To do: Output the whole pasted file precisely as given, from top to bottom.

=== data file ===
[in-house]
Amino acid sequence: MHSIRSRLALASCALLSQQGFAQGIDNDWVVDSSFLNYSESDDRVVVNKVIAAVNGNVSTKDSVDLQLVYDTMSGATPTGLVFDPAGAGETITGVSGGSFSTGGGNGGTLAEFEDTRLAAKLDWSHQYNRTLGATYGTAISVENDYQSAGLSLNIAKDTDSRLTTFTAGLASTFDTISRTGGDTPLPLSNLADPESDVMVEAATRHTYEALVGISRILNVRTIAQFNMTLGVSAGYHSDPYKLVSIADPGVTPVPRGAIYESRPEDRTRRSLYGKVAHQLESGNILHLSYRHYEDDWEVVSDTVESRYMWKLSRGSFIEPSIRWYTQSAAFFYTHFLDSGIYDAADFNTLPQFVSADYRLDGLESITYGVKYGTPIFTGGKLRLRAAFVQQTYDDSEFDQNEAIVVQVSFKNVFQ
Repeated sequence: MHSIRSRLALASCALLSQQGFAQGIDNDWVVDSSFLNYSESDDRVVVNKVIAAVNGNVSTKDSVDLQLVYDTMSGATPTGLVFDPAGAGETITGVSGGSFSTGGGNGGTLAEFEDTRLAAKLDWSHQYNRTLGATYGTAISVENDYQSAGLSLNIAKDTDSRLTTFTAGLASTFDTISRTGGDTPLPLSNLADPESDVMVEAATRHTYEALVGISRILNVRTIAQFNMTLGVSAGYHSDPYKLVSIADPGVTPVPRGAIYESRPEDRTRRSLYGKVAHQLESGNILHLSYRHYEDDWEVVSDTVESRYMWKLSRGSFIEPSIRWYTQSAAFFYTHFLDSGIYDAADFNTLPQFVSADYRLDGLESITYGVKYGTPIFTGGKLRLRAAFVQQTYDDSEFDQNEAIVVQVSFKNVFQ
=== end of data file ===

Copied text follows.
[in-house]
Amino acid sequence: MHSIRSRLALASCALLSQQGFAQGIDNDWVVDSSFLNYSESDDRVVVNKVIAAVNGNVSTKDSVDLQLVYDTMSGATPTGLVFDPAGAGETITGVSGGSFSTGGGNGGTLAEFEDTRLAAKLDWSHQYNRTLGATYGTAISVENDYQSAGLSLNIAKDTDSRLTTFTAGLASTFDTISRTGGDTPLPLSNLADPESDVMVEAATRHTYEALVGISRILNVRTIAQFNMTLGVSAGYHSDPYKLVSIADPGVTPVPRGAIYESRPEDRTRRSLYGKVAHQLESGNILHLSYRHYEDDWEVVSDTVESRYMWKLSRGSFIEPSIRWYTQSAAFFYTHFLDSGIYDAADFNTLPQFVSADYRLDGLESITYGVKYGTPIFTGGKLRLRAAFVQQTYDDSEFDQNEAIVVQVSFKNVFQ
Repeated sequence: MHSIRSRLALASCALLSQQGFAQGIDNDWVVDSSFLNYSESDDRVVVNKVIAAVNGNVSTKDSVDLQLVYDTMSGATPTGLVFDPAGAGETITGVSGGSFSTGGGNGGTLAEFEDTRLAAKLDWSHQYNRTLGATYGTAISVENDYQSAGLSLNIAKDTDSRLTTFTAGLASTFDTISRTGGDTPLPLSNLADPESDVMVEAATRHTYEALVGISRILNVRTIAQFNMTLGVSAGYHSDPYKLVSIADPGVTPVPRGAIYESRPEDRTRRSLYGKVAHQLESGNILHLSYRHYEDDWEVVSDTVESRYMWKLSRGSFIEPSIRWYTQSAAFFYTHFLDSGIYDAADFNTLPQFVSADYRLDGLESITYGVKYGTPIFTGGKLRLRAAFVQQTYDDSEFDQNEAIVVQVSFKNVFQ